The new piece of information that I got today has to do with the receptors of my IDC (what feeds the cancer). My cancer is estrogen positive, progesterone negative and HER2/neu positive. This means that it’s being fed by hormones and the protein HER2/neu. The good news here is that there are targeted treatments for both of these receptors that are not chemotherapy. The estrogen component can be treated with a hormone therapy pill (typically taken for 5 years) and the HER2/neu can be treated with an IV medication (typically taken for 1 year). While my doctor cannot say yet what my specific treatment plan will be until all of my remaining results are in, it is encouraging to know that there are viable medical options for my scenario that are not chemo.

So here’s what’s next: I have an MRI scheduled next Wednesday and a consult with the plastic surgeon next Thursday. The following week I will receive my genetic testing results on the 8th and meet with my doctor to review the results from my MRI on the 9th. At that appointment I will learn if there is any indication that the cancer has spread to my lymph nodes and whether or not I will need chemo. If no chemo, my mastectomy will be scheduled in the weeks afterwards.

Waiting almost two weeks to really know how we’ll be treating this thing stinks. But I am encouraged by the options out there and am still finding peace through my faith. I continue to see God work through this ordeal – women scheduling mammograms; people reaching out to me about strengthening their own walk in faith. It has been truly humbling.  I believe that more good will come of this than bad, so I am excited to see how I will be used in His plan.

And perhaps God thought I needed a little distraction, because on Tuesday we had a water leak that flooded our kitchen and parts of the basement below. After emergency water remediation (AKA large airplane sounding fans throughout my kitchen and basement – which are STILL here, by the way), and a long visit by our insurance adjuster, we have been informed that in addition to new walls, ceiling and floors in parts of our basement, our main level hardwood floors have to be replaced, and our kitchen will be gutted (new cabinets, backsplash, possibly countertops). Which initially sounded awesome… until we were told that we will have to move out of our house for at least a week (but probably longer). We’re not quite sure the timing of the work, where we will go, or the timing of my surgery, but trusting that it will all work out okay.

I like to end things on a positive note, so here are my silver linings from this week: new boobs (going to make the highlight reel every time), new kitchen and a new excuse to get off the phone with telemarketers… today I was contacted by a man trying to sell me a timeshare. I told him I was not interested, and unfazed he started in on the whole “you’re not interested in vacationing every year in Hilton Head??” and without much thought I answered, “no, sorry, I’m battling cancer right now.” I have never shut up a telemarketer so fast. He answered with, “I’m so sorry, God bless you” and hung up the phone. Score. Wait, is this wrong??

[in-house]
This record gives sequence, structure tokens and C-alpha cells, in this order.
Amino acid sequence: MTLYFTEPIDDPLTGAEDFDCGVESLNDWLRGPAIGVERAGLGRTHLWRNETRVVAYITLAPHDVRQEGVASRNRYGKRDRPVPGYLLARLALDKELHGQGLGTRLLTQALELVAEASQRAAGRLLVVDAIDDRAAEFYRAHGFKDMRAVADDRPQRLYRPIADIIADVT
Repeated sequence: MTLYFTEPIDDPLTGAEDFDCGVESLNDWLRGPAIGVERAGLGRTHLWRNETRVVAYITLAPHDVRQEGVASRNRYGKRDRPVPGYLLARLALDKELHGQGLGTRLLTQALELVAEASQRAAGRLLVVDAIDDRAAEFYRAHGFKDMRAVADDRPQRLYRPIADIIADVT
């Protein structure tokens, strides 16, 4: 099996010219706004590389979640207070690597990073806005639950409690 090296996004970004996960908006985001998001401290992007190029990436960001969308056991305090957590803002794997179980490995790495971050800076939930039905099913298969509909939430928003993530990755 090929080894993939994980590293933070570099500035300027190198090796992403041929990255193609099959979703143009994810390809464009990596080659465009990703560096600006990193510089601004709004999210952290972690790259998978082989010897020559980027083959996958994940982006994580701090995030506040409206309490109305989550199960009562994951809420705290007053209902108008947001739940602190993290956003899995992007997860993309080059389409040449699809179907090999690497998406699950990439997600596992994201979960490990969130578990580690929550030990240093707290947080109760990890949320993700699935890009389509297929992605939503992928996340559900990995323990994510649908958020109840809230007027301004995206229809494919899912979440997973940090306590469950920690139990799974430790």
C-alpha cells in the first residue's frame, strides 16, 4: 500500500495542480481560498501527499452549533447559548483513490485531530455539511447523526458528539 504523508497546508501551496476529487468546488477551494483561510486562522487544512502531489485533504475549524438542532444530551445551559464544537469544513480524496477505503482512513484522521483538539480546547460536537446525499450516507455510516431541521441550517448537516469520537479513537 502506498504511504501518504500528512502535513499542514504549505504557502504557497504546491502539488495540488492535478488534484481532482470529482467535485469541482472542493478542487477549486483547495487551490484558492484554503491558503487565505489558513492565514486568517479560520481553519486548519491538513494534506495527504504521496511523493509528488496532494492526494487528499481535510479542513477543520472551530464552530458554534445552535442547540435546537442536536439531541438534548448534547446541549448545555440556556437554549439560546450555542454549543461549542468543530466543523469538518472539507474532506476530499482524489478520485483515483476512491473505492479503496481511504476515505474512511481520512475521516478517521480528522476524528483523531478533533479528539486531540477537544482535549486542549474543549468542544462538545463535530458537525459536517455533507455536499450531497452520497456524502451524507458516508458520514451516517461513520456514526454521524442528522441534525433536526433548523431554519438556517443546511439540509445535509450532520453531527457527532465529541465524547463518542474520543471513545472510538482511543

For my praying friends, here are my specific prayer requests for the weeks ahead:

  • Pray for my complete healing
  • Pray for my MRI results to show that the cancer has not spread to my lymph nodes
  • Pray for continued peace and positivity for me and my family

Again, I thank you all so much for the prayers and well-wishes! I will keep you all updated as we go!

Love,
Jess

A family on the move!

So this is a post where I’ll attempt to squeeze in the content of about five posts into one. It’s been a busy spring and summer. We’ve had a lot of life change – some pretty big things – and I’m finally getting the chance to share them beyond a quick Facebook/Insta post. Yay for the moment to take a breather, give you all an update and share how God’s plan is always greater than ours.

For the past few years, my husband has had a wonderful job as a food service director at a private school. Great people, great hours and the awesome opportunity to send Brogan to that school. It was a wonderful time as Blake was able to be home more than ever before and we grew in our faith, in our marriage and as a family. We were just humming along, enjoying our life, happy with the status quo.